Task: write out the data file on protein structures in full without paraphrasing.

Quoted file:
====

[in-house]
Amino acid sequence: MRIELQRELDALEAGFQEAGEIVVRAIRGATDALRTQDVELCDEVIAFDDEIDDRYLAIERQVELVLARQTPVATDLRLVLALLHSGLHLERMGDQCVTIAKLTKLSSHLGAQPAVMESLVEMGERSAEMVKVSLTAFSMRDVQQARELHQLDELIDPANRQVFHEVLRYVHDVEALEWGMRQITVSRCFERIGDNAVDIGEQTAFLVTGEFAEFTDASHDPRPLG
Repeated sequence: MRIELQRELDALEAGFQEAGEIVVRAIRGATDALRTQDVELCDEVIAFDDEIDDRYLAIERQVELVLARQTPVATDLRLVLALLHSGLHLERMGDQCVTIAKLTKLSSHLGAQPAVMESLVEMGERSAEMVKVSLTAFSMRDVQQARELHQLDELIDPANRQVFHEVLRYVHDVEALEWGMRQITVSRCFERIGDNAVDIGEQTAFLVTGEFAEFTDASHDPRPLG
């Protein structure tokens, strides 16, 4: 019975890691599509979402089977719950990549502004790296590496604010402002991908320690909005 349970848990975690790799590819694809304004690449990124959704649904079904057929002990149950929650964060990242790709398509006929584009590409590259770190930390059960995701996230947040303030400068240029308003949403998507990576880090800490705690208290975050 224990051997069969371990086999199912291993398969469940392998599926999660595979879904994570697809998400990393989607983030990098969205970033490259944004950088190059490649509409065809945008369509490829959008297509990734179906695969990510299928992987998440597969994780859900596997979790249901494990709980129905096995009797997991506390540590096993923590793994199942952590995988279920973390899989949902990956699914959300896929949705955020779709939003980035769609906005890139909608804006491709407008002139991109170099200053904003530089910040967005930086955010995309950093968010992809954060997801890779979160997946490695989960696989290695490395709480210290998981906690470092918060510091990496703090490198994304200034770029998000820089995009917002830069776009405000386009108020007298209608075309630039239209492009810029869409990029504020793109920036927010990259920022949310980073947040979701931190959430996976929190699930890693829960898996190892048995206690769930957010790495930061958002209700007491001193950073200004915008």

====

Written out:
[in-house]
Amino acid sequence: MRIELQRELDALEAGFQEAGEIVVRAIRGATDALRTQDVELCDEVIAFDDEIDDRYLAIERQVELVLARQTPVATDLRLVLALLHSGLHLERMGDQCVTIAKLTKLSSHLGAQPAVMESLVEMGERSAEMVKVSLTAFSMRDVQQARELHQLDELIDPANRQVFHEVLRYVHDVEALEWGMRQITVSRCFERIGDNAVDIGEQTAFLVTGEFAEFTDASHDPRPLG
Repeated sequence: MRIELQRELDALEAGFQEAGEIVVRAIRGATDALRTQDVELCDEVIAFDDEIDDRYLAIERQVELVLARQTPVATDLRLVLALLHSGLHLERMGDQCVTIAKLTKLSSHLGAQPAVMESLVEMGERSAEMVKVSLTAFSMRDVQQARELHQLDELIDPANRQVFHEVLRYVHDVEALEWGMRQITVSRCFERIGDNAVDIGEQTAFLVTGEFAEFTDASHDPRPLG
């Protein structure tokens, strides 16, 4: 019975890691599509979402089977719950990549502004790296590496604010402002991908320690909005 349970848990975690790799590819694809304004690449990124959704649904079904057929002990149950929650964060990242790709398509006929584009590409590259770190930390059960995701996230947040303030400068240029308003949403998507990576880090800490705690208290975050 224990051997069969371990086999199912291993398969469940392998599926999660595979879904994570697809998400990393989607983030990098969205970033490259944004950088190059490649509409065809945008369509490829959008297509990734179906695969990510299928992987998440597969994780859900596997979790249901494990709980129905096995009797997991506390540590096993923590793994199942952590995988279920973390899989949902990956699914959300896929949705955020779709939003980035769609906005890139909608804006491709407008002139991109170099200053904003530089910040967005930086955010995309950093968010992809954060997801890779979160997946490695989960696989290695490395709480210290998981906690470092918060510091990496703090490198994304200034770029998000820089995009917002830069776009405000386009108020007298209608075309630039239209492009810029869409990029504020793109920036927010990259920022949310980073947040979701931190959430996976929190699930890693829960898996190892048995206690769930957010790495930061958002209700007491001193950073200004915008």